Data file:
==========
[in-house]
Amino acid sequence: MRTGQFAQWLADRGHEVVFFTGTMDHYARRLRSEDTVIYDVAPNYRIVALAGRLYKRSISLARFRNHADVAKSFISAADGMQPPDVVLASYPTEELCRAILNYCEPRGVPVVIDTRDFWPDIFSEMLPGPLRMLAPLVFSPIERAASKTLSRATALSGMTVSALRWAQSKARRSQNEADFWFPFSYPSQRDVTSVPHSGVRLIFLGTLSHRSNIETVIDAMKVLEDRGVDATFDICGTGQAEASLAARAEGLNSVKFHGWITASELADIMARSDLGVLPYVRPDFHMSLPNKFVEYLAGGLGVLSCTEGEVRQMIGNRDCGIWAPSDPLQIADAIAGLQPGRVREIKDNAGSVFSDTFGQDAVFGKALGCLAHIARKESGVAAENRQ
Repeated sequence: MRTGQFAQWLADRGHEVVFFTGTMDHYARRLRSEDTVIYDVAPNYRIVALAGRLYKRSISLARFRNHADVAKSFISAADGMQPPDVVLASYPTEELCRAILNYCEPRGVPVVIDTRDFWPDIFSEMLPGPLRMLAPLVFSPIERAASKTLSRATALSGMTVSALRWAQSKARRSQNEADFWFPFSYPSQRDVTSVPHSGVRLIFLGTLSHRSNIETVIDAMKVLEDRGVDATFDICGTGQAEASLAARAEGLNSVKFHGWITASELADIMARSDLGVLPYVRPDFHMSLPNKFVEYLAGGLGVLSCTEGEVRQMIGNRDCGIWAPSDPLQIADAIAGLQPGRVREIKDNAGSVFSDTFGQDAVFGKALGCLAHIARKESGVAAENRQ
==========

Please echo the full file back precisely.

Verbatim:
[in-house]
Amino acid sequence: MRTGQFAQWLADRGHEVVFFTGTMDHYARRLRSEDTVIYDVAPNYRIVALAGRLYKRSISLARFRNHADVAKSFISAADGMQPPDVVLASYPTEELCRAILNYCEPRGVPVVIDTRDFWPDIFSEMLPGPLRMLAPLVFSPIERAASKTLSRATALSGMTVSALRWAQSKARRSQNEADFWFPFSYPSQRDVTSVPHSGVRLIFLGTLSHRSNIETVIDAMKVLEDRGVDATFDICGTGQAEASLAARAEGLNSVKFHGWITASELADIMARSDLGVLPYVRPDFHMSLPNKFVEYLAGGLGVLSCTEGEVRQMIGNRDCGIWAPSDPLQIADAIAGLQPGRVREIKDNAGSVFSDTFGQDAVFGKALGCLAHIARKESGVAAENRQ
Repeated sequence: MRTGQFAQWLADRGHEVVFFTGTMDHYARRLRSEDTVIYDVAPNYRIVALAGRLYKRSISLARFRNHADVAKSFISAADGMQPPDVVLASYPTEELCRAILNYCEPRGVPVVIDTRDFWPDIFSEMLPGPLRMLAPLVFSPIERAASKTLSRATALSGMTVSALRWAQSKARRSQNEADFWFPFSYPSQRDVTSVPHSGVRLIFLGTLSHRSNIETVIDAMKVLEDRGVDATFDICGTGQAEASLAARAEGLNSVKFHGWITASELADIMARSDLGVLPYVRPDFHMSLPNKFVEYLAGGLGVLSCTEGEVRQMIGNRDCGIWAPSDPLQIADAIAGLQPGRVREIKDNAGSVFSDTFGQDAVFGKALGCLAHIARKESGVAAENRQ